Accommodating resistance means you modify the weight behind an exercise such that the resistance curve of the exercise matches your body’s strength curve for that exercise. And it's important to know what both of those things mean, and how they relate in your weightlifting when you work with resistance training exercises.
What is Exercise Resistance Curve?
With many exercises, the actual amount of resistance varies at different points of the exercise. With a barbell curl for instance, you’re lifting the weight almost horizontally near the bottom and top, and straight up near the middle of the exercise — thus the resistance is highest at the midpoint of the exercise.
Compare that to a squat or bench press, where the resistance is about the same throughout the movement (since the weight goes straight up and down), at the same angle the whole way through.
This is the exercise's resistance curve — the degree of resistance the exercise provides at various points in the movement.
What is Your Strength Curve?
Muscles are strongest around the midpoint of their active range of motion. Your bicep and tricep, for instance, are at their strongest when your elbow is about half bent.
This is why the hardest part of the bench press is the bottom of the movement when the bar is on your chest: the weight is the same throughout, but you’re weakest at the bottom. Near the top, your pectoral muscle gets weaker again, but the shoulders and arms are more able to help than they were at the bottom.
By the same token, pull-ups and chin-ups are hardest near the top, because the involved muscles reach the ends of their range of motion. That’s why people can often get 80% of the way up fairly easily, yet not get their chin over the bar.
The strength curve refers to how strong your muscles are at various points during a movement.
Resistance Training Exercises: How to Make the Most of Them
So again, we want to match the strength curve to the resistance curve, such that the exercise is about equally difficult all throughout, and doesn’t have a particular “sticking point.” Accommodating resistance is a catch-all term for methods of doing this.
Research shows that applying accommodating resistance to an exercise produces significantly greater increases in strength and power compared to using normal, constant resistance. There are several ways to apply accommodating resistance to an exercise. First and foremost, you can use resistance bands.
Use Resistance Bands to Amplify Resistance Training Exercises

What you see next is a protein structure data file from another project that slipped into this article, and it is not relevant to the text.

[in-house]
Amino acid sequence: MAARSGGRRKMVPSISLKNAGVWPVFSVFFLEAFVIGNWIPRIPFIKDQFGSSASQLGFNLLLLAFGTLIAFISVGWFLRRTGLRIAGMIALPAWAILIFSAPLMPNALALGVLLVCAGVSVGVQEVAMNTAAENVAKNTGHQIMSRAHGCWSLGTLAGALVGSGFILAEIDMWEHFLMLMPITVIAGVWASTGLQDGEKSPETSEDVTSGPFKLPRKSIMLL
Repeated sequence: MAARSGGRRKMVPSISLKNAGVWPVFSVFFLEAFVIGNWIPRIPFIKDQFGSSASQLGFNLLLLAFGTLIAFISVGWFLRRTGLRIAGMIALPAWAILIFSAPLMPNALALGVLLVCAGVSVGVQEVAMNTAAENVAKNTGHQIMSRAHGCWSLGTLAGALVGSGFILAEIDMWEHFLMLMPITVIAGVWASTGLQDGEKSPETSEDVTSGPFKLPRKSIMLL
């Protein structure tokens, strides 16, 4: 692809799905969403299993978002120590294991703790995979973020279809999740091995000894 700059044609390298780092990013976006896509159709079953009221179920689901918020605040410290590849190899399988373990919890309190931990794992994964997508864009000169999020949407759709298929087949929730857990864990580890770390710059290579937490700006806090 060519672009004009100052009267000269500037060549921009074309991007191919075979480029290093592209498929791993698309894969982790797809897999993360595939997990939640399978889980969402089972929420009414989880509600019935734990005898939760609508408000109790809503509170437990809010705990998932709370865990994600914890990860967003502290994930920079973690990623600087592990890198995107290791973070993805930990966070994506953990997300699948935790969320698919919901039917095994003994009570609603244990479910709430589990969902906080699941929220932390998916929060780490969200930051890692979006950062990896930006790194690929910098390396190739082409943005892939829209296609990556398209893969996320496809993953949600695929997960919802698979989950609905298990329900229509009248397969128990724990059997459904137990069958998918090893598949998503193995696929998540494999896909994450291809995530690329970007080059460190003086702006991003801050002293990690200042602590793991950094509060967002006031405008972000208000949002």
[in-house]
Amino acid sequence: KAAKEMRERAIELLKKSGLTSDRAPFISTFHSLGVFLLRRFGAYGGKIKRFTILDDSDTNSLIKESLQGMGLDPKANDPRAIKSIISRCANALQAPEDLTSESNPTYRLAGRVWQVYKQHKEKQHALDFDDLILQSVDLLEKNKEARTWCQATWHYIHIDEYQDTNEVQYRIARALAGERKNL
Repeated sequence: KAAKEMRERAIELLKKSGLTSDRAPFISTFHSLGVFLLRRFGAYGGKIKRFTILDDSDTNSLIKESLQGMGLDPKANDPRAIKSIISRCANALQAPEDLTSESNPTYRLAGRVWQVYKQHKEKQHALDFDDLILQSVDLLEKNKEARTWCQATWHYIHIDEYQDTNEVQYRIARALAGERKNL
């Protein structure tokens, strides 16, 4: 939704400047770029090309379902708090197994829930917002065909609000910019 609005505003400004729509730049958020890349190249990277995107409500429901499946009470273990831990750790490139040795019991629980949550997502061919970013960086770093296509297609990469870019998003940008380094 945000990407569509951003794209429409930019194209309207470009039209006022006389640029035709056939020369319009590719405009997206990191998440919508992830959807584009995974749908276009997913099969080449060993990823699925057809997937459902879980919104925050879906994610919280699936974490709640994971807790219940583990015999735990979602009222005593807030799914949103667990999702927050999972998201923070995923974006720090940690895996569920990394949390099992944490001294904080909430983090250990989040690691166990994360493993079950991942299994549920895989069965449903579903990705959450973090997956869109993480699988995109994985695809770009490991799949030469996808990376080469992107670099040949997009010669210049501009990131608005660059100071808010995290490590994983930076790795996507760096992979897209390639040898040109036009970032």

You can attach elastic bands to a weight. This is most commonly done with barbell bench presses and squats, using a pair of identical elastic bands, one attached to either end of the barbell. The lifting stretches the bands, causing the resistance to increase as the barbell goes up.
This video shows how to attach the bands for a bench press, and this video shows how to do it with squats. You can also use just a single band for the bench press, as shown in this video; that isn’t possible for squats though.
How to Calculate Weight + Bands
You should aim to replace 30–40% of the total weight with band resistance — so if you squat 155 pounds, you should use about 95 pounds plus bands that each add 25–30 pounds of resistance. The bands will list a range rather than a single number, i.e. 15-35 pounds. Base your calculations on the highest resistance they’ll provide.
How Bands + Lifting Can Actually Be Safer
As an added bonus, the use of bands makes squats and bench presses safer, since eliminating the sticking point means you’re not likely to get trapped under the bar. Note, however, that the bands do change the angle of the exercise, which means the muscles are worked in a slightly different way, and your technique has to adjust accordingly.
You can achieve the a similar effect by attaching chains to the ends of the barbell. As the barbell goes up, more of the chain will rise off the floor, adding weight.
Since chains are heavy, louder, and more expensive, they’re generally owned by the gym rather than the trainee. Chains are mostly good for competitive powerlifters; for the rest of us, the convenience of bands makes them a better option.
In short: by attaching resistance bands to a barbell and using that as part of your “weight,” you can build more strength and a more well-rounded physique while making the exercise safer.
John Fawkes is an NSCA certified personal trainer based in Los Angeles.